Pawn shops and second hand dealers are legitimate businesses which provide a service to the community by buying used goods from the public and providing a low cost alternative to buying new and unused products. Unfortunately, there are those who use these businesses to dispose of items obtained illegally unbeknownst to the business. This in effect makes not only the owner of the stolen item a victim, but also the business as they must take a loss if the item is subsequently recovered by the police.
In an effort to reduce opportunities for theft suspects to dispose of stolen goods at second hand dealers and pawn shops, identify possible theft suspects and return stolen property to the rightful owner, the Madison Police Department developed a Pawn Program and hired a Pawn Program Assistant in 2012. The purpose of this position is to monitor pawn and second hand transactions on a daily basis in order to detect patterns of activity that may indicate the sale of stolen goods by theft suspects. Access to an electronic database was also purchased in order to facilitate the monitoring of these types of transactions.
The program took shape after a City Ordinance was passed requiring each second hand dealer and pawn shop to submit to police an electronic copy of each transaction where an item was bought from the public. The transactions are uploaded to a database maintained by a third party vendor which the department then accesses. Prior to electronic reporting of second hand or pawn shop transactions, businesses were required to submit a paper transaction report of each transaction to the police department. This method was inefficient due to the amount of time it took for the transaction to be sent to the department and entered into the department's records management system. In addition, each transaction had to be entered into the department's records management system by hand which caused further delay when looking for stolen items and the individuals that sold them. This time lapse decreased the chances of recovering the item from the business and returning it to its rightful owner and catching those responsible for the theft.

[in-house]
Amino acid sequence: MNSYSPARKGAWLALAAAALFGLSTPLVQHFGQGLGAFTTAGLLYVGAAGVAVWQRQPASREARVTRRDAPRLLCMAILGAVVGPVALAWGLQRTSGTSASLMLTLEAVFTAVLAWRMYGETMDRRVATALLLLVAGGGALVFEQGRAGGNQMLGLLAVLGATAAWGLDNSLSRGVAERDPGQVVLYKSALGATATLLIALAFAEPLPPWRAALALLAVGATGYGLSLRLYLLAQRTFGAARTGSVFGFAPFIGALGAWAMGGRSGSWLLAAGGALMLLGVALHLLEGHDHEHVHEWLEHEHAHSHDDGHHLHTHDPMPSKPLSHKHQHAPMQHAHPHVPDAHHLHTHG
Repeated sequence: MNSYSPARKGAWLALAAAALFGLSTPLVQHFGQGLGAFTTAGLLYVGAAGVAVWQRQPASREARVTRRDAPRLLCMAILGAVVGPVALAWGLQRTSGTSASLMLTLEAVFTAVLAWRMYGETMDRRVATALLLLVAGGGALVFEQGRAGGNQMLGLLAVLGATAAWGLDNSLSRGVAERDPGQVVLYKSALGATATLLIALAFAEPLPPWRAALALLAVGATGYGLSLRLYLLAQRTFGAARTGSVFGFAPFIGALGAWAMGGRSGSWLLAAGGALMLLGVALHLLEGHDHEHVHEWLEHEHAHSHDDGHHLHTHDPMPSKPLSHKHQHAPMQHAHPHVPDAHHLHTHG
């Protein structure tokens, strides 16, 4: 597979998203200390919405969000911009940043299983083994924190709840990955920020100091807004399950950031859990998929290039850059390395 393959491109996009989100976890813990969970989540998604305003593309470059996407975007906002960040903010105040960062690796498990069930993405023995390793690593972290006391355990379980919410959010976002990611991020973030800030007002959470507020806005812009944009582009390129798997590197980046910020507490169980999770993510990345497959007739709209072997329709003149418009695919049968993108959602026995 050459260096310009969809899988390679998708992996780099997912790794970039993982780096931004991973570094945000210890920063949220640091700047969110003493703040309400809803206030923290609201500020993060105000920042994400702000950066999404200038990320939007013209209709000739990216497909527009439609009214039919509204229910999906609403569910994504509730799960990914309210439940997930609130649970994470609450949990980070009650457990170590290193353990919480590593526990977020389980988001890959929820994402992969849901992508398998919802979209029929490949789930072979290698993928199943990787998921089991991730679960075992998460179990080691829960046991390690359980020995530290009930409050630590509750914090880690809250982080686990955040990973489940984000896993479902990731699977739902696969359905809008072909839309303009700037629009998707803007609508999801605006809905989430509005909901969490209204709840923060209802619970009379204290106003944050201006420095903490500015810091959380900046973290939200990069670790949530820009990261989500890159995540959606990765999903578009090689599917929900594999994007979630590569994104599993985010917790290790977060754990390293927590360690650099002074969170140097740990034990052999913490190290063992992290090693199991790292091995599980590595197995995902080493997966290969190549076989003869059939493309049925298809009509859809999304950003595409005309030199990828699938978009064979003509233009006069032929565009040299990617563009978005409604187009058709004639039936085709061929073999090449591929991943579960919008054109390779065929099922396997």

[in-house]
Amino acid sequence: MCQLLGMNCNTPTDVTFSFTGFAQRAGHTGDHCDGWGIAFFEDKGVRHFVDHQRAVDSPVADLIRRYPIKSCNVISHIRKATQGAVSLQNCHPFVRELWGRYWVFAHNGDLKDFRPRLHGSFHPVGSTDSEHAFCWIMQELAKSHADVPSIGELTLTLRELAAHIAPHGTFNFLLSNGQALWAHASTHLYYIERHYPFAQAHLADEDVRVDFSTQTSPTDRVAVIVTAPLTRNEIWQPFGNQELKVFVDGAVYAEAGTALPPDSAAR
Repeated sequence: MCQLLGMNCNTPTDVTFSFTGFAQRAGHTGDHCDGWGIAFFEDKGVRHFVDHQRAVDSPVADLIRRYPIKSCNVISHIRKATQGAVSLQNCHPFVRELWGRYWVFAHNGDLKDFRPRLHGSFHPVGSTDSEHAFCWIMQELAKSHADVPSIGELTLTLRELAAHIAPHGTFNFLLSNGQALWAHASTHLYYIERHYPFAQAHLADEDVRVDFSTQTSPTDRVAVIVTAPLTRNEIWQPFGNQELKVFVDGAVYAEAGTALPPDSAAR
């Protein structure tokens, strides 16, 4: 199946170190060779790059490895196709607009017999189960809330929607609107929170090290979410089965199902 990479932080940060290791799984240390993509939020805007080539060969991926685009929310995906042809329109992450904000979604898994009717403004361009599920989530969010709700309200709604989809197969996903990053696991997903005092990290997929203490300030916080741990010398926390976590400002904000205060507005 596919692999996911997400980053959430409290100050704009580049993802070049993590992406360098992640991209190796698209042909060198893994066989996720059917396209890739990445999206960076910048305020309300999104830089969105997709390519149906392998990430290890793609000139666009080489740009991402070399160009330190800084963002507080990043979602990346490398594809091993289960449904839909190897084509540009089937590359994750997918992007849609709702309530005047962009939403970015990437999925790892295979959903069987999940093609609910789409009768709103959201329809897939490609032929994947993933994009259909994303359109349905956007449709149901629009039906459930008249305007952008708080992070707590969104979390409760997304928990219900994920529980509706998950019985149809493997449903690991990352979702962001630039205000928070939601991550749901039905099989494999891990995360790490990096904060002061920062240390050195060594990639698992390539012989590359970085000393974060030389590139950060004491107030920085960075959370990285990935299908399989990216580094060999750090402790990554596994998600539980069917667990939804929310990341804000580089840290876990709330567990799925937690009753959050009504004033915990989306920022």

I don't believe that enough can be said of the value of our pawn program. In 2012, the program was responsible for the recovery of $59,000 worth of goods. The numbers for 2013 are not yet available, but I believe that as we continue to develop this program and continue to proactively investigate the use of these businesses to fence stolen property, we will be more effective in recovering stolen items and holding people accountable for their illegal behavior.
Information for this blog was provided by and authored by Investigative Support Captain James Wheeler.